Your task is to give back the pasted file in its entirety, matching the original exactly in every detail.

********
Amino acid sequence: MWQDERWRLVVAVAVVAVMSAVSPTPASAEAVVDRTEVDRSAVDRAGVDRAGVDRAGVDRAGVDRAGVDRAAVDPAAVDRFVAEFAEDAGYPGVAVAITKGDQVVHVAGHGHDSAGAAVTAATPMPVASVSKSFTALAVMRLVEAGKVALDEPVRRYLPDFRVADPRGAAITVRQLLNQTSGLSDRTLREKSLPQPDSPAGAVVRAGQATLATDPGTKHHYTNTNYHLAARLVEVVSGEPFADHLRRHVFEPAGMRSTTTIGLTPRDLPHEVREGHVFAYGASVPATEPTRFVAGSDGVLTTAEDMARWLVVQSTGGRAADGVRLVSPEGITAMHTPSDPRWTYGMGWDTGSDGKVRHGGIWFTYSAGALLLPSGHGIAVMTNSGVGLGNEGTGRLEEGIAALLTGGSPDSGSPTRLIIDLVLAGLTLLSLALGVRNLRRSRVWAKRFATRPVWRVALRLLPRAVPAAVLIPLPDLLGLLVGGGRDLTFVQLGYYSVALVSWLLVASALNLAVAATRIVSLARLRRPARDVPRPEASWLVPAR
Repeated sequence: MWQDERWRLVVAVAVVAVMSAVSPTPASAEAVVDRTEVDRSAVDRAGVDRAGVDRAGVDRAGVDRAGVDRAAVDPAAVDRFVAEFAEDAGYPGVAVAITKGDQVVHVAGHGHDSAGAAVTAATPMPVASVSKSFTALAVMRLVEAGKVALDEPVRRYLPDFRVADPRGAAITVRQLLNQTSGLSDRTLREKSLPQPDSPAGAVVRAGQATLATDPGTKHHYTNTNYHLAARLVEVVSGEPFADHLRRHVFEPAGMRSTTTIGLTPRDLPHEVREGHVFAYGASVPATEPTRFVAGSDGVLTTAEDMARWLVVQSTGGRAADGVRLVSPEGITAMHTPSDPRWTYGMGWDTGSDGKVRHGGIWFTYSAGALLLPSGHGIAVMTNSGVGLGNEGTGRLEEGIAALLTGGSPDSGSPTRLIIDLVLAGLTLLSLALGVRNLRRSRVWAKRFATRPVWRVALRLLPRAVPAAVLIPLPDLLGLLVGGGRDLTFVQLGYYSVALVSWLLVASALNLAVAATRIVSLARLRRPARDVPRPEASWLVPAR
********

Amino acid sequence: MWQDERWRLVVAVAVVAVMSAVSPTPASAEAVVDRTEVDRSAVDRAGVDRAGVDRAGVDRAGVDRAGVDRAAVDPAAVDRFVAEFAEDAGYPGVAVAITKGDQVVHVAGHGHDSAGAAVTAATPMPVASVSKSFTALAVMRLVEAGKVALDEPVRRYLPDFRVADPRGAAITVRQLLNQTSGLSDRTLREKSLPQPDSPAGAVVRAGQATLATDPGTKHHYTNTNYHLAARLVEVVSGEPFADHLRRHVFEPAGMRSTTTIGLTPRDLPHEVREGHVFAYGASVPATEPTRFVAGSDGVLTTAEDMARWLVVQSTGGRAADGVRLVSPEGITAMHTPSDPRWTYGMGWDTGSDGKVRHGGIWFTYSAGALLLPSGHGIAVMTNSGVGLGNEGTGRLEEGIAALLTGGSPDSGSPTRLIIDLVLAGLTLLSLALGVRNLRRSRVWAKRFATRPVWRVALRLLPRAVPAAVLIPLPDLLGLLVGGGRDLTFVQLGYYSVALVSWLLVASALNLAVAATRIVSLARLRRPARDVPRPEASWLVPAR
Repeated sequence: MWQDERWRLVVAVAVVAVMSAVSPTPASAEAVVDRTEVDRSAVDRAGVDRAGVDRAGVDRAGVDRAGVDRAAVDPAAVDRFVAEFAEDAGYPGVAVAITKGDQVVHVAGHGHDSAGAAVTAATPMPVASVSKSFTALAVMRLVEAGKVALDEPVRRYLPDFRVADPRGAAITVRQLLNQTSGLSDRTLREKSLPQPDSPAGAVVRAGQATLATDPGTKHHYTNTNYHLAARLVEVVSGEPFADHLRRHVFEPAGMRSTTTIGLTPRDLPHEVREGHVFAYGASVPATEPTRFVAGSDGVLTTAEDMARWLVVQSTGGRAADGVRLVSPEGITAMHTPSDPRWTYGMGWDTGSDGKVRHGGIWFTYSAGALLLPSGHGIAVMTNSGVGLGNEGTGRLEEGIAALLTGGSPDSGSPTRLIIDLVLAGLTLLSLALGVRNLRRSRVWAKRFATRPVWRVALRLLPRAVPAAVLIPLPDLLGLLVGGGRDLTFVQLGYYSVALVSWLLVASALNLAVAATRIVSLARLRRPARDVPRPEASWLVPAR